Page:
Front Range Frackers Are Flouting Federal Clean-Air Laws, Activists Claim

Front Range Frackers Are Flouting Federal Clean-Air Laws, Activists Claim
Anthony Camera
Colorado oil and gas companies are routinely violating federal law by drilling at sites along the Front Range without obtaining the required permits, an activist group says.

WildEarth Guardians, an environmental advocacy organization, announced on Tuesday, February 19, that it plans to file federal lawsuits against oil and gas operators that have failed to obtain air-quality permits required by the Clean Air Act. In letters sent to seven major Colorado fossil-fuel producers, the group identified violations at more than a dozen fracking sites in Weld and Larimer counties.

“These companies have nothing but contempt for our clean air,” Jeremy Nichols, the group’s climate and energy program director, said in a statement. “Fracking without air-pollution permits is a brazen violation of federal law and an affront to the health of communities along Colorado’s Front Range.”

If federal law were fully enforced, the violations alleged by WildEarth Guardians could add up to $1.3 billion in penalties, the group says. But the fifteen cases it identified on Tuesday may only be the tip of the iceberg.

Under the Clean Air Act, passed by Congress in 1963, the federal government sets standards for air quality that must be met nationwide. Regions that don’t meet those standards are designated as “non-attainment areas” and required to implement certain pollution controls to bring their air quality up to federal standards as soon as possible.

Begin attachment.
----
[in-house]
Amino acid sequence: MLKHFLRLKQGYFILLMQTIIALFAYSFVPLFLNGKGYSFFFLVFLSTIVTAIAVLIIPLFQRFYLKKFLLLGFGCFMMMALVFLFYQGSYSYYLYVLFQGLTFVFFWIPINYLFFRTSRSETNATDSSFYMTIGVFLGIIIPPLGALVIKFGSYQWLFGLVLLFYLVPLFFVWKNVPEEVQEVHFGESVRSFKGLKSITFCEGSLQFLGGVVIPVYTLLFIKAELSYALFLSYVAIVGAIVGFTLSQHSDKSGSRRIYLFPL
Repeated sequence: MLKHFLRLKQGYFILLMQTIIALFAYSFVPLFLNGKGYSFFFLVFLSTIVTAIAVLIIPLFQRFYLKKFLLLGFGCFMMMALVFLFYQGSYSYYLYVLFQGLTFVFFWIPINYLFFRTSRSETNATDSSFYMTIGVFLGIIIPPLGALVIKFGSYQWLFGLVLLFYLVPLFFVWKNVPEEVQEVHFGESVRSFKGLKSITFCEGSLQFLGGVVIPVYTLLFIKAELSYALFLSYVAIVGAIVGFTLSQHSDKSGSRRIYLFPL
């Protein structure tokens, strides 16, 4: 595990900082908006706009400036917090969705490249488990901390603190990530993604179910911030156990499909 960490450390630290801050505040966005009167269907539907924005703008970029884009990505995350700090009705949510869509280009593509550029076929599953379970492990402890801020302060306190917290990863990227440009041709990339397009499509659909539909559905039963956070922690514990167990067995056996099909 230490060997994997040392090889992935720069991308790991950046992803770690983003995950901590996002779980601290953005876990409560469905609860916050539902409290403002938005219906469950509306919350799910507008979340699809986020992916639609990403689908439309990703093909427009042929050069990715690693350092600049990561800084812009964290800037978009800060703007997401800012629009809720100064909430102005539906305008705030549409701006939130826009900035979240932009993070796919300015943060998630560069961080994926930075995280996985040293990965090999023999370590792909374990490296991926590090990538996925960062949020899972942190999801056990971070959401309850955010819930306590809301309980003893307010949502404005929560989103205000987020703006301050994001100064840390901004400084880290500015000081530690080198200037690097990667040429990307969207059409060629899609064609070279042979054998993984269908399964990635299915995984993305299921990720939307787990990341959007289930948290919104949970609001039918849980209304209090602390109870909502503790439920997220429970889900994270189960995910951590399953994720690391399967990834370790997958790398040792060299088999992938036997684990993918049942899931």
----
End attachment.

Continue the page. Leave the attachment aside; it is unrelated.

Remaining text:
As in other major cities, Denver’s elevated ozone levels have long drawn scrutiny from federal regulators, and in 2004 the Environmental Protection Agency officially designated a nine-county zone in northeast Colorado as the Denver Metro/North Front Range Non-Attainment Area. As a result, state regulators have had to work with the EPA to develop regulations aimed at achieving better air quality, including a requirement that new sources of pollution undergo an extensive permitting process.

These so-called New Source Review permits are required for the construction of any new industrial facility “that emits or has the potential to emit one hundred tons per year or more” of a specific pollutant in a non-attainment area — and many fracking sites across the northern Front Range are well beyond that threshold, WildEarth Guardians says.

A spokesman for the Colorado Department of Public Health and Environment, which is tasked with implementing and enforcing Clean Air Act regulations, did not respond to a request for comment.

Oil and gas facilities are major emitters of volatile organic compounds like benzene and xylene, which are ozone-forming pollutants. A study published in 2017 by researchers at the University of Colorado Boulder found that fracking sites along the Front Range are a major contributor to the region’s unhealthy ozone levels. Emissions from industry facilities, the study concluded, can account for as many as 30 parts per billion of ozone on a given day, helping push Front Range pollution levels well beyond the EPA’s 70-parts-per-billion limit.

In the notices sent to oil and gas operators on Tuesday, WildEarth Guardians demanded that the companies cease operations at the sites in question until they meet Clean Air Act requirements — or face possible legal action. They also plan to voice their concerns at the Colorado Air Quality Control Commission’s meeting on Thursday.

“We want to get the word out,” says Nichols. “This is completely unacceptable, and it needs to change.”
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Chase Woodruff is a staff writer at Westword interested in climate change, the environment and money in politics.
Contact: Chase Woodruff